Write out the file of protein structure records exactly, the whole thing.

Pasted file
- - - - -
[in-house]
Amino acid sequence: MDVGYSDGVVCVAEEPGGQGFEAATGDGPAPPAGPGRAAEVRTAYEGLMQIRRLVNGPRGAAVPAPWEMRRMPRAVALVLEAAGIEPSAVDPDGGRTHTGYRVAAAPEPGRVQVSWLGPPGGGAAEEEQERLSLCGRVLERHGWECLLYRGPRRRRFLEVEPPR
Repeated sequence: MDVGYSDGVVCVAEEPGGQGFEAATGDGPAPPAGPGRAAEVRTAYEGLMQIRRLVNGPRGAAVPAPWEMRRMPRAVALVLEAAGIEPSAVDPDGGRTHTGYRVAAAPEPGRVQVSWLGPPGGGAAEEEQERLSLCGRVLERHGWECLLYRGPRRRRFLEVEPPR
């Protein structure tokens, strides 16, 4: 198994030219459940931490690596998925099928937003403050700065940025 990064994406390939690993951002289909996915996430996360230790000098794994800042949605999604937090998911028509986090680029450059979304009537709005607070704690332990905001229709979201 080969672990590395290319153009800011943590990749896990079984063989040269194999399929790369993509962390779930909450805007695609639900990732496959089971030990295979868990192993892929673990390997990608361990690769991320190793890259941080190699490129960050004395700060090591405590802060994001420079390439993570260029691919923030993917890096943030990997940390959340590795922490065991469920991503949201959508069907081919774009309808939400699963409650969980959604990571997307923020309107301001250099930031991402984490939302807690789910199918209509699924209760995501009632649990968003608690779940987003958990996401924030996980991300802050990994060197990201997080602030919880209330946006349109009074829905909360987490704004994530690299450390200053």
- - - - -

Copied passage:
[in-house]
Amino acid sequence: MDVGYSDGVVCVAEEPGGQGFEAATGDGPAPPAGPGRAAEVRTAYEGLMQIRRLVNGPRGAAVPAPWEMRRMPRAVALVLEAAGIEPSAVDPDGGRTHTGYRVAAAPEPGRVQVSWLGPPGGGAAEEEQERLSLCGRVLERHGWECLLYRGPRRRRFLEVEPPR
Repeated sequence: MDVGYSDGVVCVAEEPGGQGFEAATGDGPAPPAGPGRAAEVRTAYEGLMQIRRLVNGPRGAAVPAPWEMRRMPRAVALVLEAAGIEPSAVDPDGGRTHTGYRVAAAPEPGRVQVSWLGPPGGGAAEEEQERLSLCGRVLERHGWECLLYRGPRRRRFLEVEPPR
């Protein structure tokens, strides 16, 4: 198994030219459940931490690596998925099928937003403050700065940025 990064994406390939690993951002289909996915996430996360230790000098794994800042949605999604937090998911028509986090680029450059979304009537709005607070704690332990905001229709979201 080969672990590395290319153009800011943590990749896990079984063989040269194999399929790369993509962390779930909450805007695609639900990732496959089971030990295979868990192993892929673990390997990608361990690769991320190793890259941080190699490129960050004395700060090591405590802060994001420079390439993570260029691919923030993917890096943030990997940390959340590795922490065991469920991503949201959508069907081919774009309808939400699963409650969980959604990571997307923020309107301001250099930031991402984490939302807690789910199918209509699924209760995501009632649990968003608690779940987003958990996401924030996980991300802050990994060197990201997080602030919880209330946006349109009074829905909360987490704004994530690299450390200053």